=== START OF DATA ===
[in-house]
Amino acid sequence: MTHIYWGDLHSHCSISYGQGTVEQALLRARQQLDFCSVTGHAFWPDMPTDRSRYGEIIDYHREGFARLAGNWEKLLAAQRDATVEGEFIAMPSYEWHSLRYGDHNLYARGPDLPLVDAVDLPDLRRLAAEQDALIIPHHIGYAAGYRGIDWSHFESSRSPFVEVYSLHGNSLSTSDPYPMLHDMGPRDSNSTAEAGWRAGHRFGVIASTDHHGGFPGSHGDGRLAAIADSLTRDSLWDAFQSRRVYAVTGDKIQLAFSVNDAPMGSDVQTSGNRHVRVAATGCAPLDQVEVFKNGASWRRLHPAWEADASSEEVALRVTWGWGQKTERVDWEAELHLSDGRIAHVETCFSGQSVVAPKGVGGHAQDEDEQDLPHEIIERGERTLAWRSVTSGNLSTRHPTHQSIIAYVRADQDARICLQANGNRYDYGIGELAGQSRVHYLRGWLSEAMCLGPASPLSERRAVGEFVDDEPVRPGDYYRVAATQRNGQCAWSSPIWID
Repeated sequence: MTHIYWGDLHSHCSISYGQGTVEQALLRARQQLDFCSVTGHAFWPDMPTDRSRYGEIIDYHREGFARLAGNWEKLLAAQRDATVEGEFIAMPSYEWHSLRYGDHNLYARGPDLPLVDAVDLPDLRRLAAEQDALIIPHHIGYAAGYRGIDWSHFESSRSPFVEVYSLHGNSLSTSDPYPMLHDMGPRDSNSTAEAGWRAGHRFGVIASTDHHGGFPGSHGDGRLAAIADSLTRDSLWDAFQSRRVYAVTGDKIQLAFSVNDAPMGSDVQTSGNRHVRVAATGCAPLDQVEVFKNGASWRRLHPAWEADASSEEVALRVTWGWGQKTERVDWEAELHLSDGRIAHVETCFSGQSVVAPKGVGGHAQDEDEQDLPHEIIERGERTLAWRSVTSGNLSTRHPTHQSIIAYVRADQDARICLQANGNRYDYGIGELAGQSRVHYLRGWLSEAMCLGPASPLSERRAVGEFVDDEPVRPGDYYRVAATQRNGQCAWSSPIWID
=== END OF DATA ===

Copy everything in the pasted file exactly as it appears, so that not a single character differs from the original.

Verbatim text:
[in-house]
Amino acid sequence: MTHIYWGDLHSHCSISYGQGTVEQALLRARQQLDFCSVTGHAFWPDMPTDRSRYGEIIDYHREGFARLAGNWEKLLAAQRDATVEGEFIAMPSYEWHSLRYGDHNLYARGPDLPLVDAVDLPDLRRLAAEQDALIIPHHIGYAAGYRGIDWSHFESSRSPFVEVYSLHGNSLSTSDPYPMLHDMGPRDSNSTAEAGWRAGHRFGVIASTDHHGGFPGSHGDGRLAAIADSLTRDSLWDAFQSRRVYAVTGDKIQLAFSVNDAPMGSDVQTSGNRHVRVAATGCAPLDQVEVFKNGASWRRLHPAWEADASSEEVALRVTWGWGQKTERVDWEAELHLSDGRIAHVETCFSGQSVVAPKGVGGHAQDEDEQDLPHEIIERGERTLAWRSVTSGNLSTRHPTHQSIIAYVRADQDARICLQANGNRYDYGIGELAGQSRVHYLRGWLSEAMCLGPASPLSERRAVGEFVDDEPVRPGDYYRVAATQRNGQCAWSSPIWID
Repeated sequence: MTHIYWGDLHSHCSISYGQGTVEQALLRARQQLDFCSVTGHAFWPDMPTDRSRYGEIIDYHREGFARLAGNWEKLLAAQRDATVEGEFIAMPSYEWHSLRYGDHNLYARGPDLPLVDAVDLPDLRRLAAEQDALIIPHHIGYAAGYRGIDWSHFESSRSPFVEVYSLHGNSLSTSDPYPMLHDMGPRDSNSTAEAGWRAGHRFGVIASTDHHGGFPGSHGDGRLAAIADSLTRDSLWDAFQSRRVYAVTGDKIQLAFSVNDAPMGSDVQTSGNRHVRVAATGCAPLDQVEVFKNGASWRRLHPAWEADASSEEVALRVTWGWGQKTERVDWEAELHLSDGRIAHVETCFSGQSVVAPKGVGGHAQDEDEQDLPHEIIERGERTLAWRSVTSGNLSTRHPTHQSIIAYVRADQDARICLQANGNRYDYGIGELAGQSRVHYLRGWLSEAMCLGPASPLSERRAVGEFVDDEPVRPGDYYRVAATQRNGQCAWSSPIWID